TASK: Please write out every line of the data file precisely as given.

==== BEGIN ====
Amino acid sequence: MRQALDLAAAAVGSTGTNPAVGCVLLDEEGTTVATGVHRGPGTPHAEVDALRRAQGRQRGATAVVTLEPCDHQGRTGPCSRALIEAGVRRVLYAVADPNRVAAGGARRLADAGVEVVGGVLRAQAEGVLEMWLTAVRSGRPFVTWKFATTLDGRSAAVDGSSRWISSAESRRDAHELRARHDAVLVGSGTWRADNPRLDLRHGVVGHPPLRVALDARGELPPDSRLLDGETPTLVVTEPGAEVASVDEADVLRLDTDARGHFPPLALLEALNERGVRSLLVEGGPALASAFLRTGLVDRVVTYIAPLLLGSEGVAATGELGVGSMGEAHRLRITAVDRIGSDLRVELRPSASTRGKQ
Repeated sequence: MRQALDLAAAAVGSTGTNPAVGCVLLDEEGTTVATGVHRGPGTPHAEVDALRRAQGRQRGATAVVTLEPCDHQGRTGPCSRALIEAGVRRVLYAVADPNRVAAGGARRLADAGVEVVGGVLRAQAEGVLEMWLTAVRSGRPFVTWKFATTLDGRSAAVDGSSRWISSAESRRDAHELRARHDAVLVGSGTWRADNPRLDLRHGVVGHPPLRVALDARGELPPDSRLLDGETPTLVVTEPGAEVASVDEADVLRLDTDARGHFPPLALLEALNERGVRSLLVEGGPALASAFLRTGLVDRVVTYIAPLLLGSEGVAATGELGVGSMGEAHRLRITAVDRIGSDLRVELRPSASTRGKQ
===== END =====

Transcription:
Amino acid sequence: MRQALDLAAAAVGSTGTNPAVGCVLLDEEGTTVATGVHRGPGTPHAEVDALRRAQGRQRGATAVVTLEPCDHQGRTGPCSRALIEAGVRRVLYAVADPNRVAAGGARRLADAGVEVVGGVLRAQAEGVLEMWLTAVRSGRPFVTWKFATTLDGRSAAVDGSSRWISSAESRRDAHELRARHDAVLVGSGTWRADNPRLDLRHGVVGHPPLRVALDARGELPPDSRLLDGETPTLVVTEPGAEVASVDEADVLRLDTDARGHFPPLALLEALNERGVRSLLVEGGPALASAFLRTGLVDRVVTYIAPLLLGSEGVAATGELGVGSMGEAHRLRITAVDRIGSDLRVELRPSASTRGKQ
Repeated sequence: MRQALDLAAAAVGSTGTNPAVGCVLLDEEGTTVATGVHRGPGTPHAEVDALRRAQGRQRGATAVVTLEPCDHQGRTGPCSRALIEAGVRRVLYAVADPNRVAAGGARRLADAGVEVVGGVLRAQAEGVLEMWLTAVRSGRPFVTWKFATTLDGRSAAVDGSSRWISSAESRRDAHELRARHDAVLVGSGTWRADNPRLDLRHGVVGHPPLRVALDARGELPPDSRLLDGETPTLVVTEPGAEVASVDEADVLRLDTDARGHFPPLALLEALNERGVRSLLVEGGPALASAFLRTGLVDRVVTYIAPLLLGSEGVAATGELGVGSMGEAHRLRITAVDRIGSDLRVELRPSASTRGKQ